4) Are you aware of the Sudarium of Oviedo, which has been in Spain since 613 A.D. and is believed by many scholars to be the napkin mentioned in John 20:6-7? Did you know that by the 1st century, even the Egyptians had stopped wrapping their dead mummy style?  Yes. But, I’m not sure the “napkin” and mummy-style wrapping are mutually exclusive. Moreover, I imagine that those who claim Jesus was wrapped for burial with strips of cloth are likely to accept the Sudarium as a valid relic.

5) Some distinguish “Bible Christians” from the Roman Catholic Church. Have you ever investigated the Catholic Church’s role in compiling the New Testament?  Those who call themselves “Bible Christians,” as well as many Anglican, Protestant and Orthodox. scholars think of the Catholic Church as an emerging branch of the “early church.” I have not explored the subject enough to have formed an opinion, but I do think it really is a matter of historical interpretation (St. Ignatius of Antioch and St. Cyril of Jerusalem, in particular). But is that even the issue? See “Roman Catholicism vs. Biblical Christianity.”

6) Have you ever thought to question Jewish rabbis about known Jewish burial customs of the 1st century or read a book about them? Are you aware of a book, for example, by the late Jewish archaeologist Rachel Hachlili titled “Jewish Funerary Customs, Practices, and Rites in the Second Temple Period,” which is about 600 pages? No, I’ve never thought of asking, but yes, I’ve heard of it. I have not read it and don’t plan to because I have no issues with this matter.

7) Have you ever done any research into art history, which suggests that paintings of Jesus that have come down to us may well have derived from the existence of the Shroud?  Yes, but I don’t find much of it convincing. If the Shroud is fake, might its images have been derived (at least the face) from historical art?

8) Are you aware of the dozens of medical doctors and surgeons who believe that the Shroud images and blood are correct anatomically and physiologically? Yes. I need to look into this more.

9) How many books or peer-reviewed papers on the Shroud of Turin have you read? How familiar are you with the numerous peer-reviewed journals in which papers on the Shroud have been published?  Very familiar and well-read. Some journals are highly suspect, particularly some of the pay-to-publish, open-source journals. Some used by Shroud researchers are particularly questionable.

10) Are you aware that the Shroud of Turin is likely the most intensely-studied artifact in human history and that no one knows how the image got on the cloth?  I used to think the first part of this question was true but have since tentatively changed my mind thanks to a posting, The Most Studied Artefact? by Hugh Farey, in The Medieval Shroud blog. I do agree that no one knows how the image got on the cloth—so far, that is. On this subject, I like to quote the late Ray Rogers, someone Marino and I both admired, He wrote: “The observations do not prove how the image was formed or the “authenticity” of the Shroud. There could be a nearly infinite number of alternate hypotheses, and the search for new hypotheses should continue.”  I just cannot accept the it-is-a-mystery-so-it-must-be-authentic thinking.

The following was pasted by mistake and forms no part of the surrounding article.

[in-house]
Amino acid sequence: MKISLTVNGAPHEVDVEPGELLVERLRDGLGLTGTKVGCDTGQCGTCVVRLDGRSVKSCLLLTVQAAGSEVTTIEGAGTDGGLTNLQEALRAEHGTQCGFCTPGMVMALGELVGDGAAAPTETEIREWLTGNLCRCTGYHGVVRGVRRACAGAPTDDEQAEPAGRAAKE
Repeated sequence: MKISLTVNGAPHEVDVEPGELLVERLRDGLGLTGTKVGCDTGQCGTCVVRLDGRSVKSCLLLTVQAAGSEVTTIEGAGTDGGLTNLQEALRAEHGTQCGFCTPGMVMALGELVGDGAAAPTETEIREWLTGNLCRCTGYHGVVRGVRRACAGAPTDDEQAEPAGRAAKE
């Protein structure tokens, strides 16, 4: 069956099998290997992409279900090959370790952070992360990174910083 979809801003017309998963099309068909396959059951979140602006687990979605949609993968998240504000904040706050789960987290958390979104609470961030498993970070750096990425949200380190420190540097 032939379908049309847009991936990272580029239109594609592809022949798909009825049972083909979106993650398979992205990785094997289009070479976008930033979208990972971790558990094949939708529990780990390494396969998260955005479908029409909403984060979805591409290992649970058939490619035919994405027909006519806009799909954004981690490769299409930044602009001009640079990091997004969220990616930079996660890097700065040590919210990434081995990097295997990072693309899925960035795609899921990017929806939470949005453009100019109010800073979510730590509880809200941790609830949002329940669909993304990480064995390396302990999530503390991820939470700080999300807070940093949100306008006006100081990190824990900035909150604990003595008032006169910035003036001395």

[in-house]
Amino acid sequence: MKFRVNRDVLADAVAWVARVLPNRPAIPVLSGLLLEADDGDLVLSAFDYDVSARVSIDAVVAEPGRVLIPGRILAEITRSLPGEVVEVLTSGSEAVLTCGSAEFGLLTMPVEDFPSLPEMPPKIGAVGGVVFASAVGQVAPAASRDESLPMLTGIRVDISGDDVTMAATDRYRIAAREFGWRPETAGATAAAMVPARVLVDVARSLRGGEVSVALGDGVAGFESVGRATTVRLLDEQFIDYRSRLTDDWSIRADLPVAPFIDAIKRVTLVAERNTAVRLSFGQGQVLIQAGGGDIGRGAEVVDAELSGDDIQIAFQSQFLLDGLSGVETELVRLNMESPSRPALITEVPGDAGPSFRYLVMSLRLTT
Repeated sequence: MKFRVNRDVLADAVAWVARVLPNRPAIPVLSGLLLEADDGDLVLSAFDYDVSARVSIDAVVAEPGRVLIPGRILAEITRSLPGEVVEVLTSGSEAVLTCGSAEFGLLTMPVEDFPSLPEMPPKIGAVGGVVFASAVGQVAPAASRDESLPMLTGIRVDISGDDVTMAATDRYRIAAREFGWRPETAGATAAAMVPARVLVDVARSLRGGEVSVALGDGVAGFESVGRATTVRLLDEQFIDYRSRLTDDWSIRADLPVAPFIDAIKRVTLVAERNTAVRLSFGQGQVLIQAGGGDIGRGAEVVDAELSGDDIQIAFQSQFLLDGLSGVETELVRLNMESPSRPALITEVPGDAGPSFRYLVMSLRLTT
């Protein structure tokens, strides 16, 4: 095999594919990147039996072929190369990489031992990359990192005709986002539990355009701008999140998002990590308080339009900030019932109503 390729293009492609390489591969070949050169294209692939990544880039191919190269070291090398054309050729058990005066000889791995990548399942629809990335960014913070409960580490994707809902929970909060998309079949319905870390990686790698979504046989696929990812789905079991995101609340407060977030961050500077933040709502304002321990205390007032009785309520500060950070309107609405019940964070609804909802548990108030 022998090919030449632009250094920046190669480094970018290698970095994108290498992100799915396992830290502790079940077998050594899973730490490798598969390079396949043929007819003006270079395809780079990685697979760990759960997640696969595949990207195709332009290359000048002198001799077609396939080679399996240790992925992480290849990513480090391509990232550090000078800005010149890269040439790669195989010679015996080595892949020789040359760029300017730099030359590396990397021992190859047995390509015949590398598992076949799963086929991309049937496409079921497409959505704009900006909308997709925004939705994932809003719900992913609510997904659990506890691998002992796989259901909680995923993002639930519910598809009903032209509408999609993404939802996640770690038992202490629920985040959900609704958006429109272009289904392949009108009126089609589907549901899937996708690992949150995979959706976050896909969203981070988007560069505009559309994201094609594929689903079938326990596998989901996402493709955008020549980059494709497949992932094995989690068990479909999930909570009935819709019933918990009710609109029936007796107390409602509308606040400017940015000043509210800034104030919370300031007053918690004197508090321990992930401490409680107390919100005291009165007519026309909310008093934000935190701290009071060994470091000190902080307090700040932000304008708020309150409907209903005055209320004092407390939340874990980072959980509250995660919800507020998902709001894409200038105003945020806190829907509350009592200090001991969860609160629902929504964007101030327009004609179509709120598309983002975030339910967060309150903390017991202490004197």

11) How much expertise do you have in all the disciplines needed to create such an image? See my article “The Plethora of Disciplines Used to Study the Shroud of Turin.”  None. 

I would like to add three questions since the STURP summary is quoted in Marino’s paper. 

12) The summary says, “Computer image enhancement and analysis by a device known as a VP-8 image analyzer show that the image has unique, three-dimensional information encoded in it.”  Are you aware that such apparent 3D information is not unique? I believe this is true. Moreover, it is an unwarranted assumption that the image contains 3D spatial data. It is also an unwarranted assumption that the cloth covered a human body when the image was created. All of that, while it might be possibly so, is only speculative. There is not a scintilla of scientific fact in the 3D assertions shown above. See The Shroud’s 3D Problem Gets in the Way of the Truth and 3D? Yeah, right! (or something to that effect).

13) The summary says, “The blood stains are composed of hemoglobin and also give a positive test for serum albumin.” Are you familiar with the recent explanations and clarification about the blood from Kelly Kearse? For instance, what is it that we really know and don’t know? See Q & A —The Shroud or Not the Shroud?

14) The summary says, “The scientific consensus is that the image was produced by something which resulted in oxidation, dehydration, and conjugation of the polysaccharide structure of the microfibrils of the linen itself.” Are you aware that Ray Rogers’ unfinished work on how the image was formed suggests that the summary is wrong and that the chromophore of the image might have been a chemical alteration to a coating on the fiber? Colin Berry has also demonstrated an artistic method that also challenges the dehydrated and oxidized fiber assertion. Are you aware of that? See What Do We Know About the Images? By Colin Berry

Speaking of Ray Rogers, Joe Marino has been busy in 2022 writing 3 papers about Ray and his work, as well as an appendix to the third paper: